Most sheep and goat keepers give specific forages to their stock believing that they induce rapid growth rates; some use them for medicinal purposes and a few use some forages to prevent their animals being attacked by evil spirits (Table 6). Table 7 shows that browse are generally fed to ruminants because they are readily available and palatable.

Table 2. Sources of animal feeds by season in five Local Government Areas in Ogun State, Nigeria, 1990




Sources of feed (%) by season

Remo

Obafemi- Owode

Egbado North

Ifo

Ijebu-Ode

Dry

Wet

Dry

Wet

Dry

Wet

Dry

Wet

Dry

Wet

Animals fending for self

37.7

39.5

51.6

8.1

25.9

34.5

25.0

50.0

50.8

50.4

Improved pasture

17.8

13.2

1.6

1.6

25.9

29.3

-

-

-

-

Household waste

35.6

40.7

45.2

38.7

34.5

25.9

75.0

-

45.8

38.2

Cut forages

8.9

6.6

1.6

51.6

13.7

10.3

-

50.0

3.4

11.4

Table 3. Commonest browses/grasses and supplements in use in five Local Government Areas in Ogun State, Nigeria 1990

Feed

% of total diet

Remo

Obafemi-Owode

Egbado North

Ifo

Ijebu-Ode

Browse/grass

Grass/pasture

14.6

29.9

5.9

15.0

36.4

Musa cv paradisciaca

1.2

-

-

1.0

-

Cymbopogon cutrilis

3.7

-

-

-

-

Gliricidia sepium

-

-

3.5

-

1.1

Marantochloa leucantha

-

2.0

-

-

-

Spondias mombin

-

-

1.2

2.0

-

Ficus sp

-

-

2.0

3.0

-

"Ewe akoko"

-

-

1.2

2.0

-

Leucaena leucocephala

-

-

1.2

-

-

Supplements

Cassava peels

58.5

53.7

34.5

40.0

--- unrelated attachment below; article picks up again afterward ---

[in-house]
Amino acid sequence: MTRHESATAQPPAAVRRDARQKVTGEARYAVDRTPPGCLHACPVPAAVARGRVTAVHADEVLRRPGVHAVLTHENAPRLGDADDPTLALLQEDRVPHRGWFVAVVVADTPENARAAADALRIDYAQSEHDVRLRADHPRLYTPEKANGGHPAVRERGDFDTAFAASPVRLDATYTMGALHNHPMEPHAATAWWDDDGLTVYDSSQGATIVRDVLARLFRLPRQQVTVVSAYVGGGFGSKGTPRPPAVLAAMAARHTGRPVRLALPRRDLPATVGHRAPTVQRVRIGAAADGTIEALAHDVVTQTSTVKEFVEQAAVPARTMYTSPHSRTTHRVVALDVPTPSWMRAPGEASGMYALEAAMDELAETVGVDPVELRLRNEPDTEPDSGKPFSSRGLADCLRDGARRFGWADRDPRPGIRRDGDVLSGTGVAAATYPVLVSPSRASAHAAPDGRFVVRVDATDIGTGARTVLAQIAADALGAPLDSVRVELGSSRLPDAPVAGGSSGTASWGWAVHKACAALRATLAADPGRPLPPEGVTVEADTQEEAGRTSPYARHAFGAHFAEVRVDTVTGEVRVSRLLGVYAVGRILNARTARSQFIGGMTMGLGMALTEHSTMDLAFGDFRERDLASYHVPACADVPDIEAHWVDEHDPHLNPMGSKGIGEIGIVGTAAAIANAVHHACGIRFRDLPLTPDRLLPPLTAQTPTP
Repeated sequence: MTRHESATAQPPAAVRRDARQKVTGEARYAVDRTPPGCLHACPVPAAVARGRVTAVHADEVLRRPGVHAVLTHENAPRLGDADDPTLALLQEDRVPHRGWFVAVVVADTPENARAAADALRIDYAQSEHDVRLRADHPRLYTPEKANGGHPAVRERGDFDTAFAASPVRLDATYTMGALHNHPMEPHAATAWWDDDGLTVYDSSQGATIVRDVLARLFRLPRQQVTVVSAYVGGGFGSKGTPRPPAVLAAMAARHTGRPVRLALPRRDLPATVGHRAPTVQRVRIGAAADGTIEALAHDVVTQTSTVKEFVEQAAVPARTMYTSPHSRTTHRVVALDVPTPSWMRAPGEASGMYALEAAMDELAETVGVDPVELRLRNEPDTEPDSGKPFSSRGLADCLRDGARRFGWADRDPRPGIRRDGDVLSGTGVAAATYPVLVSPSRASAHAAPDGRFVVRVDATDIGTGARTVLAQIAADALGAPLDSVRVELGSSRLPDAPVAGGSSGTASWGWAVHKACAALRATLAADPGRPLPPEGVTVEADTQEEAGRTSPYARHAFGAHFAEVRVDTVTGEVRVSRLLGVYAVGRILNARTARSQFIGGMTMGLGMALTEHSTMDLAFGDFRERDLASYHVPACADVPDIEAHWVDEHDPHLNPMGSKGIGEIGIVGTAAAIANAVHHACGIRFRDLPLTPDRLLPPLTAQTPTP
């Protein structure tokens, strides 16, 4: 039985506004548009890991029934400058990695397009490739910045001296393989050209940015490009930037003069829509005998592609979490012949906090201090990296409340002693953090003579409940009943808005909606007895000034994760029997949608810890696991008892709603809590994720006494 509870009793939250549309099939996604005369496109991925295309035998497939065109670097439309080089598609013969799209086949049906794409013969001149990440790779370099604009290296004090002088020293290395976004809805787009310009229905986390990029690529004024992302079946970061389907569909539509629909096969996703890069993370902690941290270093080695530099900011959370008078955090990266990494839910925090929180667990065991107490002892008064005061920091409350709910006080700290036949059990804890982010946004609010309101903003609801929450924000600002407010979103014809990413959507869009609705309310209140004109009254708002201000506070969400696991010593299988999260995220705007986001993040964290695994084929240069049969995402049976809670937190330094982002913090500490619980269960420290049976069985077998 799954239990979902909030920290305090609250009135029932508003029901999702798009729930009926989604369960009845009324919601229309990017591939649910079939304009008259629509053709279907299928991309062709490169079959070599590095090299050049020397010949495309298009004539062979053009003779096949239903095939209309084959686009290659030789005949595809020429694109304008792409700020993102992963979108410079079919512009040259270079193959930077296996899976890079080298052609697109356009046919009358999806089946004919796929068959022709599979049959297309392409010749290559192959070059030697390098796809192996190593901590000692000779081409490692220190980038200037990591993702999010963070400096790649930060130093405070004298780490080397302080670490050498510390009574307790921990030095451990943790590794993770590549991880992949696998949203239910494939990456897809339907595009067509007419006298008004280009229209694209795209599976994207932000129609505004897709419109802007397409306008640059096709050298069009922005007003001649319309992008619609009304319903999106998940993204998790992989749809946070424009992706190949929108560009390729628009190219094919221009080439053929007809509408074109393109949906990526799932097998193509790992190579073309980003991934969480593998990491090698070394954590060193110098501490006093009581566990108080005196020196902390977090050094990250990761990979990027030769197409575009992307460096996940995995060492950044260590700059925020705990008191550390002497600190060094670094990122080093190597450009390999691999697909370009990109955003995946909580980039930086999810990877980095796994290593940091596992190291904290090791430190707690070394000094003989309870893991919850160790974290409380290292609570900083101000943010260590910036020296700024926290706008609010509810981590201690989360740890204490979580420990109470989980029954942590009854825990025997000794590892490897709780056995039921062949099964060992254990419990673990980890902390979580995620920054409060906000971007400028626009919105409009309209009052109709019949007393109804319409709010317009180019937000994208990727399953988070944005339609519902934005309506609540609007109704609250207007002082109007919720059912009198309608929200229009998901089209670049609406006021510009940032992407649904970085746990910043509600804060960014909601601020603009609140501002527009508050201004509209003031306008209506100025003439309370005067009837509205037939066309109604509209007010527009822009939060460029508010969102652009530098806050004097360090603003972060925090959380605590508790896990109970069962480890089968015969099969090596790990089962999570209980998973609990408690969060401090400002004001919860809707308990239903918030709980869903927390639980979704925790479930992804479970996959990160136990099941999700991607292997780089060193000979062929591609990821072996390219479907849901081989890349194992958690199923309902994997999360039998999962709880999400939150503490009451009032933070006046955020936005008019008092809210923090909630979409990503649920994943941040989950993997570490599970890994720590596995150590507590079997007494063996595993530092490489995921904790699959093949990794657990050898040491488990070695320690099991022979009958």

34.1

Yam peels

4.9

7.2

9.4

5.0

-

Cocoyam peels

1.2

7.2

-

7.0

12.5

Millet

-

-

15.3

-

-

Maize waste

15.9

-

25.8

25.0

15.9

The forages usually preferred by stockmen are Eupatorium odoratum, giant star grass, elephant grass, lemon grass, cassava leaves, Guinea grass, bamboo leaves, Ficus sp, Centrosema pubescens, Spondias mombin, Aegeratum conizoides, Cida acuta, Talinum triangulaire.

Table 4. Types of feedstuffs by sheep goats farmers in five Local Government in Ogun State, Nigeria 1990

Feedstuff

% of purchased feeds

Remo

Obafemi-Owode

Egbado North

Ifo

Ijebu-Ode

Cassava peels

59.2

64.6

37.5

55.4

11.8

Maize chaff

13.6

26.2

25.0

20.5

35.5

Yam peels

-

-

6.3

6.0

-

Millet

-

15

18.7

8.6

-

Dried brewers' grain

-

-

3.1

-

2.7

Cocoyam peels

-

4.6

-

9.5

14.7

Rice waste

-

-

-

-

35 3

Lemon grass

13.6

3.1

-

-

-

Cassava leaves

13.6

-

9,4

-

-

Table 5. Attitudes of sheep awl goat keepers to the purchase of feeds in five Local Government Areas in Ogun State, Nigeria 1990



Percentage of respondents

Remo

Obafemi-Owode

Egbado North

Ifo

Ijebu-Ode

Farmers that buy feed

31.0

33.9

27.9

363

30.2

Farmers that do not buy feed

655

59.7

65.1

57.6

68.2

Farmers indifferent to purchase of feed

3.5

64

7.0

6.1

1.6

Table 6 Reasons for use of specific forages in five Local Government Areas in Ogun State, Nigeria, 1990

Reason

Percentage of farmers giving reason

Remo

Obafemi-Owode

Egbado North

Ifo

Ijebu-Ode

Rapid growth of animals

88.9

81.3

68.9

83.4

95.0

Medicinal

11.1

12.5

28.9

10.0

5.0

Fetish beliefs

-

6.2

2.2

6.6

-